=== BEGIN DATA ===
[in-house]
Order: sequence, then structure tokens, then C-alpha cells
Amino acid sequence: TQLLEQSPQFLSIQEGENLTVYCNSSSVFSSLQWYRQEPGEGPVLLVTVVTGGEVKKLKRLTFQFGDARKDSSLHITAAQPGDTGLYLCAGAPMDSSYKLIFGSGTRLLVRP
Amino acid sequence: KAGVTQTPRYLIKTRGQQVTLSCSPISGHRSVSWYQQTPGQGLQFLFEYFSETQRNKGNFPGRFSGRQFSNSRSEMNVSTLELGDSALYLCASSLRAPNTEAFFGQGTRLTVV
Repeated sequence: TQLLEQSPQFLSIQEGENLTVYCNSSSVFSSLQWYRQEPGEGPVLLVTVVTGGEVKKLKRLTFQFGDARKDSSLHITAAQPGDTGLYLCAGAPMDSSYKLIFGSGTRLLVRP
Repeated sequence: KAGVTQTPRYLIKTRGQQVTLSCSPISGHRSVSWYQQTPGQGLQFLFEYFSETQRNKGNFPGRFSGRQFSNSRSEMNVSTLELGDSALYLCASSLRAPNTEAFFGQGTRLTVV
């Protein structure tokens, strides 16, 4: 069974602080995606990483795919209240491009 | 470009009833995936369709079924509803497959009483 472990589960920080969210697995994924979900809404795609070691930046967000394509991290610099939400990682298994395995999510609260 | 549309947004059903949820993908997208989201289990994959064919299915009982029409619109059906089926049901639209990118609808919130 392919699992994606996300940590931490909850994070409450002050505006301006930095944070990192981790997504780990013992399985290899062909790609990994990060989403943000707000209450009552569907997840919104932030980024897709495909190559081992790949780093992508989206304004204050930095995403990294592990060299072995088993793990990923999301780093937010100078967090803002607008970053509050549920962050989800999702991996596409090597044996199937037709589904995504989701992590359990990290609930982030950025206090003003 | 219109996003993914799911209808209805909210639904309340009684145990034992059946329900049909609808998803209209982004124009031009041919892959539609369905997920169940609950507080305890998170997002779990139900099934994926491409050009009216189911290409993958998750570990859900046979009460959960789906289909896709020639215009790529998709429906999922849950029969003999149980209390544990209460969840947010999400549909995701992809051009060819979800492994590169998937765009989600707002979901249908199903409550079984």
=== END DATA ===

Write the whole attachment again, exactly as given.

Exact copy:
[in-house]
Order: sequence, then structure tokens, then C-alpha cells
Amino acid sequence: TQLLEQSPQFLSIQEGENLTVYCNSSSVFSSLQWYRQEPGEGPVLLVTVVTGGEVKKLKRLTFQFGDARKDSSLHITAAQPGDTGLYLCAGAPMDSSYKLIFGSGTRLLVRP
Amino acid sequence: KAGVTQTPRYLIKTRGQQVTLSCSPISGHRSVSWYQQTPGQGLQFLFEYFSETQRNKGNFPGRFSGRQFSNSRSEMNVSTLELGDSALYLCASSLRAPNTEAFFGQGTRLTVV
Repeated sequence: TQLLEQSPQFLSIQEGENLTVYCNSSSVFSSLQWYRQEPGEGPVLLVTVVTGGEVKKLKRLTFQFGDARKDSSLHITAAQPGDTGLYLCAGAPMDSSYKLIFGSGTRLLVRP
Repeated sequence: KAGVTQTPRYLIKTRGQQVTLSCSPISGHRSVSWYQQTPGQGLQFLFEYFSETQRNKGNFPGRFSGRQFSNSRSEMNVSTLELGDSALYLCASSLRAPNTEAFFGQGTRLTVV
């Protein structure tokens, strides 16, 4: 069974602080995606990483795919209240491009 | 470009009833995936369709079924509803497959009483 472990589960920080969210697995994924979900809404795609070691930046967000394509991290610099939400990682298994395995999510609260 | 549309947004059903949820993908997208989201289990994959064919299915009982029409619109059906089926049901639209990118609808919130 392919699992994606996300940590931490909850994070409450002050505006301006930095944070990192981790997504780990013992399985290899062909790609990994990060989403943000707000209450009552569907997840919104932030980024897709495909190559081992790949780093992508989206304004204050930095995403990294592990060299072995088993793990990923999301780093937010100078967090803002607008970053509050549920962050989800999702991996596409090597044996199937037709589904995504989701992590359990990290609930982030950025206090003003 | 219109996003993914799911209808209805909210639904309340009684145990034992059946329900049909609808998803209209982004124009031009041919892959539609369905997920169940609950507080305890998170997002779990139900099934994926491409050009009216189911290409993958998750570990859900046979009460959960789906289909896709020639215009790529998709429906999922849950029969003999149980209390544990209460969840947010999400549909995701992809051009060819979800492994590169998937765009989600707002979901249908199903409550079984």